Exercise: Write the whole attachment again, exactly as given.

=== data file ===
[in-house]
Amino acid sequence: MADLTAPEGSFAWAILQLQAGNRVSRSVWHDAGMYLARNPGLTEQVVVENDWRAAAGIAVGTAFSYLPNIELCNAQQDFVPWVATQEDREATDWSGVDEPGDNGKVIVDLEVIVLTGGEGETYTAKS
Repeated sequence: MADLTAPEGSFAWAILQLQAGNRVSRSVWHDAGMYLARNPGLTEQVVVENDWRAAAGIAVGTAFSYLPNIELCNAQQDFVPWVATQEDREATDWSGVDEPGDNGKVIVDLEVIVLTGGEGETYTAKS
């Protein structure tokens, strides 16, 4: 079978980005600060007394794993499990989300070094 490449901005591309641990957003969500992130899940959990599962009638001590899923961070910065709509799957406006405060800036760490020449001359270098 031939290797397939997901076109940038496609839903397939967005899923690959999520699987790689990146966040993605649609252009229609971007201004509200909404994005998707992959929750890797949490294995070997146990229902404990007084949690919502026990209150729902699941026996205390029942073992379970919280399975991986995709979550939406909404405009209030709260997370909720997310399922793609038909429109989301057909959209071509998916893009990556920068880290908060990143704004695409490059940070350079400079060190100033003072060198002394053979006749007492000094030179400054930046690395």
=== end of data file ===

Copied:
[in-house]
Amino acid sequence: MADLTAPEGSFAWAILQLQAGNRVSRSVWHDAGMYLARNPGLTEQVVVENDWRAAAGIAVGTAFSYLPNIELCNAQQDFVPWVATQEDREATDWSGVDEPGDNGKVIVDLEVIVLTGGEGETYTAKS
Repeated sequence: MADLTAPEGSFAWAILQLQAGNRVSRSVWHDAGMYLARNPGLTEQVVVENDWRAAAGIAVGTAFSYLPNIELCNAQQDFVPWVATQEDREATDWSGVDEPGDNGKVIVDLEVIVLTGGEGETYTAKS
């Protein structure tokens, strides 16, 4: 079978980005600060007394794993499990989300070094 490449901005591309641990957003969500992130899940959990599962009638001590899923961070910065709509799957406006405060800036760490020449001359270098 031939290797397939997901076109940038496609839903397939967005899923690959999520699987790689990146966040993605649609252009229609971007201004509200909404994005998707992959929750890797949490294995070997146990229902404990007084949690919502026990209150729902699941026996205390029942073992379970919280399975991986995709979550939406909404405009209030709260997370909720997310399922793609038909429109989301057909959209071509998916893009990556920068880290908060990143704004695409490059940070350079400079060190100033003072060198002394053979006749007492000094030179400054930046690395």